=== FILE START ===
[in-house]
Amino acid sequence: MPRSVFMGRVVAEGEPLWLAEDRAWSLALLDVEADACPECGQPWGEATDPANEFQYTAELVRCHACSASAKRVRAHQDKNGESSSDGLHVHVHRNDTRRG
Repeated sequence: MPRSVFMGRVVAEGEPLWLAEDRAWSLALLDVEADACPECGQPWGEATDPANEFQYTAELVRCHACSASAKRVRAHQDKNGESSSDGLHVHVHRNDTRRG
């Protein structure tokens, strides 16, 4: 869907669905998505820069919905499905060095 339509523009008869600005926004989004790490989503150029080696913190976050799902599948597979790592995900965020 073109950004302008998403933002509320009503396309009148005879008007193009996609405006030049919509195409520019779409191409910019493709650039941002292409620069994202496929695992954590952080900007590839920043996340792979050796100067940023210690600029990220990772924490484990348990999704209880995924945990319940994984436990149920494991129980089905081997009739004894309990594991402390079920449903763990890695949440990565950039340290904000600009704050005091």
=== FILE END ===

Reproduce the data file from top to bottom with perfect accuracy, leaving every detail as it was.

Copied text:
[in-house]
Amino acid sequence: MPRSVFMGRVVAEGEPLWLAEDRAWSLALLDVEADACPECGQPWGEATDPANEFQYTAELVRCHACSASAKRVRAHQDKNGESSSDGLHVHVHRNDTRRG
Repeated sequence: MPRSVFMGRVVAEGEPLWLAEDRAWSLALLDVEADACPECGQPWGEATDPANEFQYTAELVRCHACSASAKRVRAHQDKNGESSSDGLHVHVHRNDTRRG
């Protein structure tokens, strides 16, 4: 869907669905998505820069919905499905060095 339509523009008869600005926004989004790490989503150029080696913190976050799902599948597979790592995900965020 073109950004302008998403933002509320009503396309009148005879008007193009996609405006030049919509195409520019779409191409910019493709650039941002292409620069994202496929695992954590952080900007590839920043996340792979050796100067940023210690600029990220990772924490484990348990999704209880995924945990319940994984436990149920494991129980089905081997009739004894309990594991402390079920449903763990890695949440990565950039340290904000600009704050005091």